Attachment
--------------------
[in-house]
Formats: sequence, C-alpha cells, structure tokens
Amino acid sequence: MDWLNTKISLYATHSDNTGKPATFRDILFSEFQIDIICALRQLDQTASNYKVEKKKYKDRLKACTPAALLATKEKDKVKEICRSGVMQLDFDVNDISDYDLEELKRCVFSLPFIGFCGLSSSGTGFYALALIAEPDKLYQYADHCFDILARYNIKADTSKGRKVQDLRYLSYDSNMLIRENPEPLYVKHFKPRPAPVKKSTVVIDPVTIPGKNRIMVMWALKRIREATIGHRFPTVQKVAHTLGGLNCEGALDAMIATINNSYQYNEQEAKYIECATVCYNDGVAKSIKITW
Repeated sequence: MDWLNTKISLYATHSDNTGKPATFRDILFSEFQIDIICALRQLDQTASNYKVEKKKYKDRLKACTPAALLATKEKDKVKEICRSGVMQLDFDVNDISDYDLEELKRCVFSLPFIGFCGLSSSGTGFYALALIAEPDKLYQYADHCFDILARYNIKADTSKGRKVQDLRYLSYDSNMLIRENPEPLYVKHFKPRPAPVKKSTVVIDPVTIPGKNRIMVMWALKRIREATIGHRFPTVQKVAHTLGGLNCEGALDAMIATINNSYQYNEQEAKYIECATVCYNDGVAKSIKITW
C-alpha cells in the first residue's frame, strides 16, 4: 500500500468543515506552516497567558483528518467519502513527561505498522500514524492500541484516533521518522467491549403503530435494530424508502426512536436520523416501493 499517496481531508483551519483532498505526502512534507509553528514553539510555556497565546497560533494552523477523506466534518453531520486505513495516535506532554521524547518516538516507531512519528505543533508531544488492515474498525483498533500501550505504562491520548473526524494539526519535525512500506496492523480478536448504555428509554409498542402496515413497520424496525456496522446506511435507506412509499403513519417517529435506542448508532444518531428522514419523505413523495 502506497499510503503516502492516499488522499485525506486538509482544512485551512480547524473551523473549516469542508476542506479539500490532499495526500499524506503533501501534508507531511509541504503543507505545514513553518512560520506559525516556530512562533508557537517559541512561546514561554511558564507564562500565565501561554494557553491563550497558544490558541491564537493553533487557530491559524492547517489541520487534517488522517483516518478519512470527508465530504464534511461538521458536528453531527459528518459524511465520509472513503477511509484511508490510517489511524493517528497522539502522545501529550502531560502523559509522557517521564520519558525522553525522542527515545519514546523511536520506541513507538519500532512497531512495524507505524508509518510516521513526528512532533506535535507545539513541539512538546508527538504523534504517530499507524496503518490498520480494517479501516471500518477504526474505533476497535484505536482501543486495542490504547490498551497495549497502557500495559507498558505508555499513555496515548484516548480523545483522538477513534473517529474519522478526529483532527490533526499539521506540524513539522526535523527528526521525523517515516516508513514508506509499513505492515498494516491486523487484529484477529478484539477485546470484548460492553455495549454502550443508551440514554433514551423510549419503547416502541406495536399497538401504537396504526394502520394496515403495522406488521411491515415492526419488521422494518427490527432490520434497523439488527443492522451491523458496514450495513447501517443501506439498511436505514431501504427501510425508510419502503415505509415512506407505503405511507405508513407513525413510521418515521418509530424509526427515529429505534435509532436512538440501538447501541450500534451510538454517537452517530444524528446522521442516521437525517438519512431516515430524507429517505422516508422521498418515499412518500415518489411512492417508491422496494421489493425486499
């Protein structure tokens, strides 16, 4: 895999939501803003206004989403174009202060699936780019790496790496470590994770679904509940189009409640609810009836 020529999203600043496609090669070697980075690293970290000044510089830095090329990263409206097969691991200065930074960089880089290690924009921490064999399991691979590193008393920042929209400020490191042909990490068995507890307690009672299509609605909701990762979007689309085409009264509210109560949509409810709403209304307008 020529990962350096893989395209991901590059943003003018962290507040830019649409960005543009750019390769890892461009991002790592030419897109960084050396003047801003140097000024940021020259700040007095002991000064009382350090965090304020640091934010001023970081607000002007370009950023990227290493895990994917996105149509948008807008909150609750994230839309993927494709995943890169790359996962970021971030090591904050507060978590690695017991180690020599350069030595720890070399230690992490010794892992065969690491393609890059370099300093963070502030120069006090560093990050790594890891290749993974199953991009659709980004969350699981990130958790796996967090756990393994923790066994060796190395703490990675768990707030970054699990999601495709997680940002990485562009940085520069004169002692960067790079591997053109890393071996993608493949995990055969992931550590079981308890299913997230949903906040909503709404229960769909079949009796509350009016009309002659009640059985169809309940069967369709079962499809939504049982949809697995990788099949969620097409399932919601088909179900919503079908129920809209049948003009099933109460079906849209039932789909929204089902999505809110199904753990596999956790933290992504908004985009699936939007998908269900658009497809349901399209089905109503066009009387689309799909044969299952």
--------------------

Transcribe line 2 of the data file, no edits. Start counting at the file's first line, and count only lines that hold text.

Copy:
Formats: sequence, C-alpha cells, structure tokens